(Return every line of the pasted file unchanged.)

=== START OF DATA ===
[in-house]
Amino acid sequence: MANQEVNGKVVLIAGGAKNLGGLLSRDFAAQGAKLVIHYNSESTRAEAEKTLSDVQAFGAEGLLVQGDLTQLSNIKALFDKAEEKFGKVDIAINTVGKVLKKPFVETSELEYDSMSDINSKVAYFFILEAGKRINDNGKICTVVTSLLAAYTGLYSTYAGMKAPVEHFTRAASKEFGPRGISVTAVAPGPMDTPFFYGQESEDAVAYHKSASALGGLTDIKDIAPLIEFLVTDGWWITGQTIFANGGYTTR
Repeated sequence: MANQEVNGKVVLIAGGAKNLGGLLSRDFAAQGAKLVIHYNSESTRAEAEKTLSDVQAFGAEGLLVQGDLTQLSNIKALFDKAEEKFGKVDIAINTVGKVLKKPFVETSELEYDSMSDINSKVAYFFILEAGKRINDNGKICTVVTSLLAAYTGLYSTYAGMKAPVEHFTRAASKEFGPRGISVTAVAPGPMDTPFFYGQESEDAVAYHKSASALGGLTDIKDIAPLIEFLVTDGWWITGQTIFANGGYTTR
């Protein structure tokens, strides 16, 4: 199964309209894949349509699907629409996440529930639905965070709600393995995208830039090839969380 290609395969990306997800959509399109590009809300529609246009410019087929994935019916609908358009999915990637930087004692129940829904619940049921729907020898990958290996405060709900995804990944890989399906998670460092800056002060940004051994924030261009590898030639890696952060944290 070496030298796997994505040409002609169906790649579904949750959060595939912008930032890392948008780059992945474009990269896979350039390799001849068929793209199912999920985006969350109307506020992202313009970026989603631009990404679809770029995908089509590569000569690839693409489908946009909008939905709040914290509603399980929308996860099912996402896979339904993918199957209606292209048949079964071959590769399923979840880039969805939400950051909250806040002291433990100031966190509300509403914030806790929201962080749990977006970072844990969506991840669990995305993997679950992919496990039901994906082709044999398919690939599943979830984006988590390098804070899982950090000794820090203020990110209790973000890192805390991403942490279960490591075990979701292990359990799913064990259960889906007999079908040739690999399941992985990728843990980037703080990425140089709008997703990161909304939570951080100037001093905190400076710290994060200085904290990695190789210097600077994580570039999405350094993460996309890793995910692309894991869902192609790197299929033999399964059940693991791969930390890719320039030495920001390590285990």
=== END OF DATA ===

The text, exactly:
[in-house]
Amino acid sequence: MANQEVNGKVVLIAGGAKNLGGLLSRDFAAQGAKLVIHYNSESTRAEAEKTLSDVQAFGAEGLLVQGDLTQLSNIKALFDKAEEKFGKVDIAINTVGKVLKKPFVETSELEYDSMSDINSKVAYFFILEAGKRINDNGKICTVVTSLLAAYTGLYSTYAGMKAPVEHFTRAASKEFGPRGISVTAVAPGPMDTPFFYGQESEDAVAYHKSASALGGLTDIKDIAPLIEFLVTDGWWITGQTIFANGGYTTR
Repeated sequence: MANQEVNGKVVLIAGGAKNLGGLLSRDFAAQGAKLVIHYNSESTRAEAEKTLSDVQAFGAEGLLVQGDLTQLSNIKALFDKAEEKFGKVDIAINTVGKVLKKPFVETSELEYDSMSDINSKVAYFFILEAGKRINDNGKICTVVTSLLAAYTGLYSTYAGMKAPVEHFTRAASKEFGPRGISVTAVAPGPMDTPFFYGQESEDAVAYHKSASALGGLTDIKDIAPLIEFLVTDGWWITGQTIFANGGYTTR
């Protein structure tokens, strides 16, 4: 199964309209894949349509699907629409996440529930639905965070709600393995995208830039090839969380 290609395969990306997800959509399109590009809300529609246009410019087929994935019916609908358009999915990637930087004692129940829904619940049921729907020898990958290996405060709900995804990944890989399906998670460092800056002060940004051994924030261009590898030639890696952060944290 070496030298796997994505040409002609169906790649579904949750959060595939912008930032890392948008780059992945474009990269896979350039390799001849068929793209199912999920985006969350109307506020992202313009970026989603631009990404679809770029995908089509590569000569690839693409489908946009909008939905709040914290509603399980929308996860099912996402896979339904993918199957209606292209048949079964071959590769399923979840880039969805939400950051909250806040002291433990100031966190509300509403914030806790929201962080749990977006970072844990969506991840669990995305993997679950992919496990039901994906082709044999398919690939599943979830984006988590390098804070899982950090000794820090203020990110209790973000890192805390991403942490279960490591075990979701292990359990799913064990259960889906007999079908040739690999399941992985990728843990980037703080990425140089709008997703990161909304939570951080100037001093905190400076710290994060200085904290990695190789210097600077994580570039999405350094993460996309890793995910692309894991869902192609790197299929033999399964059940693991791969930390890719320039030495920001390590285990």